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Genus Paruroctonus

California common scorpion - Paruroctonus silvestrii Which Scorpion is this? - Paruroctonus silvestrii Scorpion - Paruroctonus silvestrii Burrowing Scorpion  - Paruroctonus silvestrii Small scorpion under rock - Paruroctonus silvestrii Scorpion - Paruroctonus - - Paruroctonus baergi Scorpion - Paruroctonus
Kingdom Animalia (Animals)
Phylum Arthropoda (Arthropods)
Subphylum Chelicerata (Chelicerates)
Class Arachnida (Arachnids)
Order Scorpiones (Scorpions)
Family Vaejovidae
Genus Paruroctonus
PAR-you-ROCK-ton-us, or PAIR-you-ROCK-ton-us.
3 species groups, further subdivided into 7 "microgroups".
30 species.
Adults range in size from 30 mm (Paruroctonus luteolus) to about 70 mm (several spp.).
Sand-dwelling species are distinguished by a row of setae (hairs) on the tarsal segments of the legs. This row of setae is called a bristlecomb and is in most species. Otherwise, they have large, robust pedipalp chelae (hands), and usually a slender metasoma (tail). An important character on the metasoma is the dorsal carinae (ridges) do not terminate with an enlarged granule or spine (seen in Vaejovis and other vaejovid genera except the punctipalpi group of the genus Vaejovis). The median eyes are typically large.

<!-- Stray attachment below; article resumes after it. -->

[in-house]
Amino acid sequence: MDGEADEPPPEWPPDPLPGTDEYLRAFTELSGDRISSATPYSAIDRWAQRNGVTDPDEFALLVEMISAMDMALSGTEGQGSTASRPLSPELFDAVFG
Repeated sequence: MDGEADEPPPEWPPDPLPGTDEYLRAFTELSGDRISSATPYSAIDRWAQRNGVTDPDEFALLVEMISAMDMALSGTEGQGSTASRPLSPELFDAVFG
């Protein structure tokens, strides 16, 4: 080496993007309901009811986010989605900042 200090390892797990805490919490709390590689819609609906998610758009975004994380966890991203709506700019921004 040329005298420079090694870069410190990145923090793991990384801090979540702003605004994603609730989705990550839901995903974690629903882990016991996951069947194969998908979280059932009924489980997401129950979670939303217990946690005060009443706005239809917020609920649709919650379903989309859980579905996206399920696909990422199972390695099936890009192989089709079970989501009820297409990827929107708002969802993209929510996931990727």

Paruroctonus are found in all the western states west of and including Texas, New Mexico, Colorado, Wyoming, South Dakota, and North Dakota, and into SW Canada and northwestern Mexico. The greatest diversity is in the southwestern deserts.
Most species are restricted to active sand dunes, but a few species occur in most other habitats. Paruroctonus silvestrii is found from coastal dunes to mountain pine forests in California and Baja California; P. boreus is the widest-ranging vaejovid scorpion and is found in many habitats from northern Arizona to southern Saskatchewan, Alberta, and British Columbia, Canada.